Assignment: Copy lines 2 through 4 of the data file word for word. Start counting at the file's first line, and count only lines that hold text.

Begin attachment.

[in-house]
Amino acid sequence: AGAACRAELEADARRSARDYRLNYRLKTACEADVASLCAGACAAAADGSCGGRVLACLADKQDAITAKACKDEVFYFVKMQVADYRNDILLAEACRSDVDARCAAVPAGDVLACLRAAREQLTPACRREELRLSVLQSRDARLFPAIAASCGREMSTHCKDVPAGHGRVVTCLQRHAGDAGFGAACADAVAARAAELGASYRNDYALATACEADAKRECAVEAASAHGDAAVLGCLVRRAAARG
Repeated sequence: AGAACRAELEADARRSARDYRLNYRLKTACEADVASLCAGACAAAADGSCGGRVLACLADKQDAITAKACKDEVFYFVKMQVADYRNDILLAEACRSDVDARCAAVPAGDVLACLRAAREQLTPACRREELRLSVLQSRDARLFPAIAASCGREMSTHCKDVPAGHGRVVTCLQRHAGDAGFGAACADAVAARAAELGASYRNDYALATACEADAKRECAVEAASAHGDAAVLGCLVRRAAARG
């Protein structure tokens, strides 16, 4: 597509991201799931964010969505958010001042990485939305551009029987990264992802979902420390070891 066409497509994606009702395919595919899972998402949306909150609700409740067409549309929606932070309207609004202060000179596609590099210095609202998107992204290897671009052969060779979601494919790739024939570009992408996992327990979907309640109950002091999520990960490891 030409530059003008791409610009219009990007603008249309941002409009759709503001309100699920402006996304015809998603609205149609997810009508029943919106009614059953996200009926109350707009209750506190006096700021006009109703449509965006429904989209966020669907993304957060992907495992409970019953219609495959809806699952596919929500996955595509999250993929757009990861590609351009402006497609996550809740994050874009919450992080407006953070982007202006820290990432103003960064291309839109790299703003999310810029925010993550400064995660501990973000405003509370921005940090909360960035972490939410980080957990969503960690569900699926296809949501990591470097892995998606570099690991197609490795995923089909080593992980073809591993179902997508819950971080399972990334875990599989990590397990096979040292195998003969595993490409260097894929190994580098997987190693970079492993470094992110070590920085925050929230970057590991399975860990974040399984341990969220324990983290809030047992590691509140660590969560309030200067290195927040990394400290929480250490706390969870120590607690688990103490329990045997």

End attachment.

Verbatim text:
Amino acid sequence: AGAACRAELEADARRSARDYRLNYRLKTACEADVASLCAGACAAAADGSCGGRVLACLADKQDAITAKACKDEVFYFVKMQVADYRNDILLAEACRSDVDARCAAVPAGDVLACLRAAREQLTPACRREELRLSVLQSRDARLFPAIAASCGREMSTHCKDVPAGHGRVVTCLQRHAGDAGFGAACADAVAARAAELGASYRNDYALATACEADAKRECAVEAASAHGDAAVLGCLVRRAAARG
Repeated sequence: AGAACRAELEADARRSARDYRLNYRLKTACEADVASLCAGACAAAADGSCGGRVLACLADKQDAITAKACKDEVFYFVKMQVADYRNDILLAEACRSDVDARCAAVPAGDVLACLRAAREQLTPACRREELRLSVLQSRDARLFPAIAASCGREMSTHCKDVPAGHGRVVTCLQRHAGDAGFGAACADAVAARAAELGASYRNDYALATACEADAKRECAVEAASAHGDAAVLGCLVRRAAARG
């Protein structure tokens, strides 16, 4: 597509991201799931964010969505958010001042990485939305551009029987990264992802979902420390070891 066409497509994606009702395919595919899972998402949306909150609700409740067409549309929606932070309207609004202060000179596609590099210095609202998107992204290897671009052969060779979601494919790739024939570009992408996992327990979907309640109950002091999520990960490891 030409530059003008791409610009219009990007603008249309941002409009759709503001309100699920402006996304015809998603609205149609997810009508029943919106009614059953996200009926109350707009209750506190006096700021006009109703449509965006429904989209966020669907993304957060992907495992409970019953219609495959809806699952596919929500996955595509999250993929757009990861590609351009402006497609996550809740994050874009919450992080407006953070982007202006820290990432103003960064291309839109790299703003999310810029925010993550400064995660501990973000405003509370921005940090909360960035972490939410980080957990969503960690569900699926296809949501990591470097892995998606570099690991197609490795995923089909080593992980073809591993179902997508819950971080399972990334875990599989990590397990096979040292195998003969595993490409260097894929190994580098997987190693970079492993470094992110070590920085925050929230970057590991399975860990974040399984341990969220324990983290809030047992590691509140660590969560309030200067290195927040990394400290929480250490706390969870120590607690688990103490329990045997």